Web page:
Despite the best efforts of reality TV shows to make "going tiny" look easy, the challenge remains for living legally
Consider the story of our friends the Browns and their backyard tiny house in Chesterfield, Virginia.
This friendly young couple took a look at their financial goals, and chose to build a tiny house as a means of escaping the Rat Race. They had the time, financial resources, and would cover the cost of their tiny house in less than a couple of years by renting their primary residence and living out back mortgage free. Sounds great, right...?
And for the Browns, living simply in a tiny house seemed the right solution.
As outlined in several articles, the Browns spent $25,000, a few hundred hours planning and building their tiny house, downsized their lives, and then rented their primary residence.
While they used all the right processes for building, even hired a pro for the more extensive work, they were forced to vacate their home-built RV (THOW) after just six months of livin' the dream. Sadly, the Brown family's livelihood is based in the county in which they already lived, so now they're stuck.
While some might consider the Brown's tiny house a "mobile home" because it's on wheels, they can't just hitch up their wagon and move elsewhere. Chesterfield and other nearby counties don't allow "full-time RV'ers." Relocating their "home-built recreation vehicle" to a nearby campground isn't a viable option. Nor is a mobile home park as their tiny house isn't an officially manufactured modular home.
Doing a DIY build of a tiny house and renting out their big house proved a risky proposition that left the Browns "homeless with a tiny house." The couple now live in a dark little apartment that is a far cry from the idyllic backyard setting they once enjoyed. Now, the Brown's tiny house remains parked on their residential property, and is a superb example of a tiny house on wheels. It is a testament to their tenacity, and yet more akin to a tiny house museum than the modest little home they set out to build.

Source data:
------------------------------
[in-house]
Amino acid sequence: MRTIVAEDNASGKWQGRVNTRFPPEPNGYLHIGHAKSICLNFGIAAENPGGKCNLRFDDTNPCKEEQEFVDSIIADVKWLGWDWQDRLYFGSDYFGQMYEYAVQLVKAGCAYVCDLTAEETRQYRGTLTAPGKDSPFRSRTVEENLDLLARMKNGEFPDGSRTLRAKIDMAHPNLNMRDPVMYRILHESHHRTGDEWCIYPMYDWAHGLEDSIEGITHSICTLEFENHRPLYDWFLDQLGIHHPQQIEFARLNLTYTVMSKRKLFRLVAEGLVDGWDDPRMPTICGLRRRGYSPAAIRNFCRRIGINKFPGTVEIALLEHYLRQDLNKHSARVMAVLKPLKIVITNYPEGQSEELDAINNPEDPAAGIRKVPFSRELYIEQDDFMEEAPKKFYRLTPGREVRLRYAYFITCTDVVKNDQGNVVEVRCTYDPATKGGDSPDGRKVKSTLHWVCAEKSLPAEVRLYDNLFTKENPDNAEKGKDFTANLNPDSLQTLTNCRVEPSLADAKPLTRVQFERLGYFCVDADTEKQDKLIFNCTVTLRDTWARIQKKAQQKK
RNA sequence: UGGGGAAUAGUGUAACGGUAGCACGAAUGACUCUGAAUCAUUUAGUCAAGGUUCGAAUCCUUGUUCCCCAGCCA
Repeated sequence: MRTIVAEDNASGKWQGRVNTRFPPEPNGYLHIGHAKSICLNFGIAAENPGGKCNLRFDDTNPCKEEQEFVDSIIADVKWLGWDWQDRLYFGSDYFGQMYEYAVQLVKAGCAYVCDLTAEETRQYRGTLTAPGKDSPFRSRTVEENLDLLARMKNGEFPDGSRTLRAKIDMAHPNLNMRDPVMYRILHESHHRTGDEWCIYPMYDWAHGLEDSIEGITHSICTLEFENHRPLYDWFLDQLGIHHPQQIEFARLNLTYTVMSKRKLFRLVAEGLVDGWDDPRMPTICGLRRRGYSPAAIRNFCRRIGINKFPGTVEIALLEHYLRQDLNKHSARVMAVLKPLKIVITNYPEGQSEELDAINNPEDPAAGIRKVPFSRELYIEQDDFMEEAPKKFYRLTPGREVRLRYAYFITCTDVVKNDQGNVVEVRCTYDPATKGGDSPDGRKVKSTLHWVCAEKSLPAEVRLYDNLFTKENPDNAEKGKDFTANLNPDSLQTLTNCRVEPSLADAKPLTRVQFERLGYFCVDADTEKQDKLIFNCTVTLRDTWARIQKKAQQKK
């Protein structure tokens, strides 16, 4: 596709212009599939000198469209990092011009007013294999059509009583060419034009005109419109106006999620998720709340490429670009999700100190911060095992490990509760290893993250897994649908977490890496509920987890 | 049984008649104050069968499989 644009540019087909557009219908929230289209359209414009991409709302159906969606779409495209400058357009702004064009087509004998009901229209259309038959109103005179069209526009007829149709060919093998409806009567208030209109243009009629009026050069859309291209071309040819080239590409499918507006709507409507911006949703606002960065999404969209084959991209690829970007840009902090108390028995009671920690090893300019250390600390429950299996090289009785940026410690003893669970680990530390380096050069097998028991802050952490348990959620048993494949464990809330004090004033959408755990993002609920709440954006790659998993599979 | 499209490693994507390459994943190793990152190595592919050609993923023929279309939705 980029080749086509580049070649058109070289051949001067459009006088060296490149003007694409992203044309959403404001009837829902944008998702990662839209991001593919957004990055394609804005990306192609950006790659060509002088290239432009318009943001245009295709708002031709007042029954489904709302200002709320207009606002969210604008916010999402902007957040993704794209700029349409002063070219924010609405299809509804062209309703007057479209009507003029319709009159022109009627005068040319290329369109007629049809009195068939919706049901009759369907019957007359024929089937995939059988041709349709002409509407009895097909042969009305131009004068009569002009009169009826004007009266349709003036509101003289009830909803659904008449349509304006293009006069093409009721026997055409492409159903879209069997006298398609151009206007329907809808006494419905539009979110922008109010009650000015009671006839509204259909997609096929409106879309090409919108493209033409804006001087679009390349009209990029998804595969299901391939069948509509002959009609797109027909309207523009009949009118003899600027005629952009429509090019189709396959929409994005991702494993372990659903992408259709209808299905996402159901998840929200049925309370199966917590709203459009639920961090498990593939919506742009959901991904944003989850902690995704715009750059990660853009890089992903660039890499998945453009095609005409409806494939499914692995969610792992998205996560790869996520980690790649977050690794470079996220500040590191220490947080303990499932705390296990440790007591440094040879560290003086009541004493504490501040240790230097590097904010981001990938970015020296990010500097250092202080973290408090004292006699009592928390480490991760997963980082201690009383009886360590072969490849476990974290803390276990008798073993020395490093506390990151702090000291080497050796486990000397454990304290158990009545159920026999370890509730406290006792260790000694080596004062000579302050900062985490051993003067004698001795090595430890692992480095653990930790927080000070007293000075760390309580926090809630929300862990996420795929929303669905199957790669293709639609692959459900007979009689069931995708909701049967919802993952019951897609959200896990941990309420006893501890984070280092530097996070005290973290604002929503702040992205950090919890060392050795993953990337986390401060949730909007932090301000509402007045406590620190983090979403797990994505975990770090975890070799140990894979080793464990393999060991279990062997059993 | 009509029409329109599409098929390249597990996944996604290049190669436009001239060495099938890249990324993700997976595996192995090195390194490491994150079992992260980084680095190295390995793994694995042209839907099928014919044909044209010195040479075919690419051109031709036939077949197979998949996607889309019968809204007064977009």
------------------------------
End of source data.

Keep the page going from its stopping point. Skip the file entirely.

On a positive note, the Browns are proud of their DIY home building effort. Mr. Brown says:
"We built our own house. I mean who else can say that anymore!"
Person-to-Person: Huge kudos and mad props to Michael Brown!
The Browns were long-time county residents who kept their tiny life on the down-low.
They simply lived in their tiny house and weren't boldly advertising their space on a search-friendly rental site like AirBnB. Further, they declined to list their property on sites where folks might look up addresses to take a tiny house tour, and were honored anonymity in articles about our local tiny house movement. They briefly blogged about their experiences, but it was more an act of sharing what they learned rather than bragging about their many notable accomplishments.
Still, while the Browns eschewed notoriety to live simply and limit traffic from curious rubber-necking passersby, the county received numerous reports from neighbors making an unending clamor of "hey that ain't right" complaints. Regardless of our opinions about the promise and potential of building a backyard-based tiny house, it only takes one ol' poop to end the party.
Now, months after their evacuation, the Browns still live and work in the county... and their tiny house stares with empty eyes at myriad other uninhibited structures along the fence line of their quiet working-class neighborhood.
As many with HOAs will attest, "love thy neighbor" doesn't always apply in a suburban setting.
The Tiny House Movement is in a great state of flux, and like many grass-roots efforts is about to receive its share of strife and struggle for legitimacy.
Take the Brown's lessons to heart. Do your homework. Make a carefully measured decision. Consider your options before you start building.
And, for more details on zoning and codes for tiny houses, read other blogs on this site.
Looking out for your best interests, and hoping to help you legally...